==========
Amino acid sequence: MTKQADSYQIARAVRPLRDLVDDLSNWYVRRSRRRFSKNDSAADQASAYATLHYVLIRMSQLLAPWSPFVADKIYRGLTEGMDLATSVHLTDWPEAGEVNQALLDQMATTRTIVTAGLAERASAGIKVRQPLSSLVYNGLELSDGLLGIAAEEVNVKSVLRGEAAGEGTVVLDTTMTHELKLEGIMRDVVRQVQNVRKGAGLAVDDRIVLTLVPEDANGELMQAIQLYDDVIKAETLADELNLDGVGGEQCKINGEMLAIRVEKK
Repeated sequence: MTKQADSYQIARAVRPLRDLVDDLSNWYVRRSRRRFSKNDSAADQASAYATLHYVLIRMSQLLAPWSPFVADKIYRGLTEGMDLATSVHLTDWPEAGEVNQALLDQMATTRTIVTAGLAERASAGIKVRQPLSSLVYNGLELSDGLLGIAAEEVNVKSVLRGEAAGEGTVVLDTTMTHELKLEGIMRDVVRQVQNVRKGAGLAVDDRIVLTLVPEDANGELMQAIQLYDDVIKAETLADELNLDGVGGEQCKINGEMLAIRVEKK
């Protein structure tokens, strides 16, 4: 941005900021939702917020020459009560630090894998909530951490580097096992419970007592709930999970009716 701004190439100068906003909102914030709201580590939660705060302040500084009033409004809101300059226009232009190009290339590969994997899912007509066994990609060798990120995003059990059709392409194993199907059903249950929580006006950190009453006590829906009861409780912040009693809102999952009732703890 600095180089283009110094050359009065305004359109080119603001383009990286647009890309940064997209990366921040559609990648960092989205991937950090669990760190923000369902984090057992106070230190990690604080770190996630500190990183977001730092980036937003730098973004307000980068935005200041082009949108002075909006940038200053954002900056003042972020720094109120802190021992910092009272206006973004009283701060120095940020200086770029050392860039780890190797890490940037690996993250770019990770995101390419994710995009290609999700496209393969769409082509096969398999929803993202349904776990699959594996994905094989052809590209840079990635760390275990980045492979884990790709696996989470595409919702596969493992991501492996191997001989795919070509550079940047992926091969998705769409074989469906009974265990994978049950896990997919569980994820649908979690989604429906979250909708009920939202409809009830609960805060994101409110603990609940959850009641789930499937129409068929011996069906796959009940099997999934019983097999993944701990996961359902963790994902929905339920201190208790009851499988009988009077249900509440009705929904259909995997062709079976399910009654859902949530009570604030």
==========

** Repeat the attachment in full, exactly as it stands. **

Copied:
Amino acid sequence: MTKQADSYQIARAVRPLRDLVDDLSNWYVRRSRRRFSKNDSAADQASAYATLHYVLIRMSQLLAPWSPFVADKIYRGLTEGMDLATSVHLTDWPEAGEVNQALLDQMATTRTIVTAGLAERASAGIKVRQPLSSLVYNGLELSDGLLGIAAEEVNVKSVLRGEAAGEGTVVLDTTMTHELKLEGIMRDVVRQVQNVRKGAGLAVDDRIVLTLVPEDANGELMQAIQLYDDVIKAETLADELNLDGVGGEQCKINGEMLAIRVEKK
Repeated sequence: MTKQADSYQIARAVRPLRDLVDDLSNWYVRRSRRRFSKNDSAADQASAYATLHYVLIRMSQLLAPWSPFVADKIYRGLTEGMDLATSVHLTDWPEAGEVNQALLDQMATTRTIVTAGLAERASAGIKVRQPLSSLVYNGLELSDGLLGIAAEEVNVKSVLRGEAAGEGTVVLDTTMTHELKLEGIMRDVVRQVQNVRKGAGLAVDDRIVLTLVPEDANGELMQAIQLYDDVIKAETLADELNLDGVGGEQCKINGEMLAIRVEKK
């Protein structure tokens, strides 16, 4: 941005900021939702917020020459009560630090894998909530951490580097096992419970007592709930999970009716 701004190439100068906003909102914030709201580590939660705060302040500084009033409004809101300059226009232009190009290339590969994997899912007509066994990609060798990120995003059990059709392409194993199907059903249950929580006006950190009453006590829906009861409780912040009693809102999952009732703890 600095180089283009110094050359009065305004359109080119603001383009990286647009890309940064997209990366921040559609990648960092989205991937950090669990760190923000369902984090057992106070230190990690604080770190996630500190990183977001730092980036937003730098973004307000980068935005200041082009949108002075909006940038200053954002900056003042972020720094109120802190021992910092009272206006973004009283701060120095940020200086770029050392860039780890190797890490940037690996993250770019990770995101390419994710995009290609999700496209393969769409082509096969398999929803993202349904776990699959594996994905094989052809590209840079990635760390275990980045492979884990790709696996989470595409919702596969493992991501492996191997001989795919070509550079940047992926091969998705769409074989469906009974265990994978049950896990997919569980994820649908979690989604429906979250909708009920939202409809009830609960805060994101409110603990609940959850009641789930499937129409068929011996069906796959009940099997999934019983097999993944701990996961359902963790994902929905339920201190208790009851499988009988009077249900509440009705929904259909995997062709079976399910009654859902949530009570604030």